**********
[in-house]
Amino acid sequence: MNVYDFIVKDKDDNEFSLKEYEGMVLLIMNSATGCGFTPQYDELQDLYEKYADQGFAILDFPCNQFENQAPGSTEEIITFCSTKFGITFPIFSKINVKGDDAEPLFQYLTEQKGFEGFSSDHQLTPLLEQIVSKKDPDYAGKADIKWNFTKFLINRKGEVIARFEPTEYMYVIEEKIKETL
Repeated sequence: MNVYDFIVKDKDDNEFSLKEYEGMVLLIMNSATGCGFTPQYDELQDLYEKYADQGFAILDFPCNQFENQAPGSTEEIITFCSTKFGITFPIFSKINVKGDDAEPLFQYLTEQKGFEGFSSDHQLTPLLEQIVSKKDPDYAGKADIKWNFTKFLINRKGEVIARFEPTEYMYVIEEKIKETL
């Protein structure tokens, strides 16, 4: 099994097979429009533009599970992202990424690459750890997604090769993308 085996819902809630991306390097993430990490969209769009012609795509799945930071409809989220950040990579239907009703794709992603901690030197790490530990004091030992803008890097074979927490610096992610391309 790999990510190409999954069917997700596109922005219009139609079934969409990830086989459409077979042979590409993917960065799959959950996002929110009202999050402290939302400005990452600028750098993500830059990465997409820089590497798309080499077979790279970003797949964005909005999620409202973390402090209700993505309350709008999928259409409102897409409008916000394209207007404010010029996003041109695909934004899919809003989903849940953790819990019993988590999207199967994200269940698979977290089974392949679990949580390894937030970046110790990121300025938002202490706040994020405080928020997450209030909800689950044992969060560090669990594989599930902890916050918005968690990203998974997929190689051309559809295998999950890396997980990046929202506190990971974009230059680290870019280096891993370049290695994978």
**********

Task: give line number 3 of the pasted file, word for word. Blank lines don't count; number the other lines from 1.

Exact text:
Repeated sequence: MNVYDFIVKDKDDNEFSLKEYEGMVLLIMNSATGCGFTPQYDELQDLYEKYADQGFAILDFPCNQFENQAPGSTEEIITFCSTKFGITFPIFSKINVKGDDAEPLFQYLTEQKGFEGFSSDHQLTPLLEQIVSKKDPDYAGKADIKWNFTKFLINRKGEVIARFEPTEYMYVIEEKIKETL